First, DA leader Mmusi Maimane announced she had been suspended, only for the party to state shortly afterwards that she had been served with a notice of intention - and had yet to be suspended.
Zille now has 72 hours to respond on why she should not be suspended until the end of her disciplinary hearing.
The DA said the final decision of the party’s federal executive will be made after her submission.
When Maimane called a media conference earlier, he stated that the federal executive had “resolved Zille be suspended from all party-related activities until such time as her disciplinary hearing is concluded. A notice of suspension will be served on Zille in this regard”.
Zille’s tweets which seemed to condone colonialism sent shockwaves through the party and the country. Many who criticised her for what she said called for the DA to remove her as Western Cape premier.
On Saturday, Maimane said it had become clear he and Zille held different attitudes about the mission the DA needed to accomplish by 2019.
Zille had refused to apologise for her tweets and public utterances, said Maimane.
He also said her justifications had damaged the party’s public standing.
Zille disputed this, saying she had apologised and told Independent Media she was seeking legal advice on whether she should take further steps against her party.
Before the DA backtracked on its earlier statements, Zille said her suspension was against the DA’s constitution, which required she be given time to make representations.
“I will not be pleading guilty for things that I haven’t done. I have apologised, there’s no question about that.
“I will not plead guilty to charges that have not been through a proper hearing,” Zille said.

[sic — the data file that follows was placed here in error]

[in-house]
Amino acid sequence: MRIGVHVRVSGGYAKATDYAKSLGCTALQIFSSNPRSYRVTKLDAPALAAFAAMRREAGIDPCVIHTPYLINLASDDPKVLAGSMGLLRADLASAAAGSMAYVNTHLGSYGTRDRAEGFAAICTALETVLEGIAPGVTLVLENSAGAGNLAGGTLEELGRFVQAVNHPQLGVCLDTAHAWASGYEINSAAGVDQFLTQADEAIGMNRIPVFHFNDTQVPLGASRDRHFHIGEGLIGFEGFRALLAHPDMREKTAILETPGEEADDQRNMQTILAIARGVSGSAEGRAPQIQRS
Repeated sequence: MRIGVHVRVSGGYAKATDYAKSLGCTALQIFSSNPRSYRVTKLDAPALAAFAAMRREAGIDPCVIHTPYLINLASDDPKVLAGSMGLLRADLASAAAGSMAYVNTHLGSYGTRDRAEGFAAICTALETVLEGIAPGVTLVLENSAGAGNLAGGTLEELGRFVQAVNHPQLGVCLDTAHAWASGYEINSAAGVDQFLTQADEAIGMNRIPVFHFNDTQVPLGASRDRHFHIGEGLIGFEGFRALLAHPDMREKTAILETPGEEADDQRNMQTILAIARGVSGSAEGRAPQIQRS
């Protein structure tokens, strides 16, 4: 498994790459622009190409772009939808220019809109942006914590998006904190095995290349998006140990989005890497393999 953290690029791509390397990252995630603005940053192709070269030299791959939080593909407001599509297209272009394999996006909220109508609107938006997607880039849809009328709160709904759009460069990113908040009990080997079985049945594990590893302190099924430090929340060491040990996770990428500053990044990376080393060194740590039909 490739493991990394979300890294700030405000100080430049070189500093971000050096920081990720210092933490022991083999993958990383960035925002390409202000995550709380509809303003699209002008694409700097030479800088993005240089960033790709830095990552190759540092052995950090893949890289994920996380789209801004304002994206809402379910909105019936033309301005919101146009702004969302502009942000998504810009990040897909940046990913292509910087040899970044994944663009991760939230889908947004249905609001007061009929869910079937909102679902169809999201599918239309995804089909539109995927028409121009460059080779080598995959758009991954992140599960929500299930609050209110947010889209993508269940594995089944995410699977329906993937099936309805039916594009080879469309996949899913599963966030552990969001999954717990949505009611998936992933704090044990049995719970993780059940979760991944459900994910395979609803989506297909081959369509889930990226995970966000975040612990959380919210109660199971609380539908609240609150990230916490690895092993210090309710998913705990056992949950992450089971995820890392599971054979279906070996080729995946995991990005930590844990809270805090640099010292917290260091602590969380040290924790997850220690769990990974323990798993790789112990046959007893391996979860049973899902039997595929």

Responding to Zille’s threats of legal action, the party’s federal executive chairperson, James Selfe, said “she must do what she needs to do”.
If Zille is suspended, she will remain as Western Cape premier as that position was a “legislative matter”, Maimane said.
This is within the law, according to Ebrahim Fakir from the Electoral Institute for Sustainability of Democracy in Africa.
Fakir said Zille had been elected through the legislature and could only be removed by a motion of no confidence, impeachment or through party expulsion - which requires a disciplinary hearing.
“Even if she is found guilty and she is expelled from the party, they would still have to go through the formal motion. So, it is either she has to formally resign or they will have to force a motion of no confidence. And they will have to ensure a three-line whip and DA members will have to vote her out,” Fakir said.
The backtracking between decisions of the party proved there was not just a political struggle in the DA, but an ideological one, Fakir said.
“There are some within the party who want a different tone on race and there are others who believe the race thing doesn’t matter. They are trying to fathom who they are.”
Political analyst Ralph Mathekga said the way Zille had handled the matter showed she thought of herself as being above the party.
“She (Helen Zille) has been very divisive in how she handled the matter. She has been very aggressive in defending herself and does not even show remorse. Her attitudes undermine the leadership of the DA because she’s saying that she is bigger than DA,” Mathekga said.
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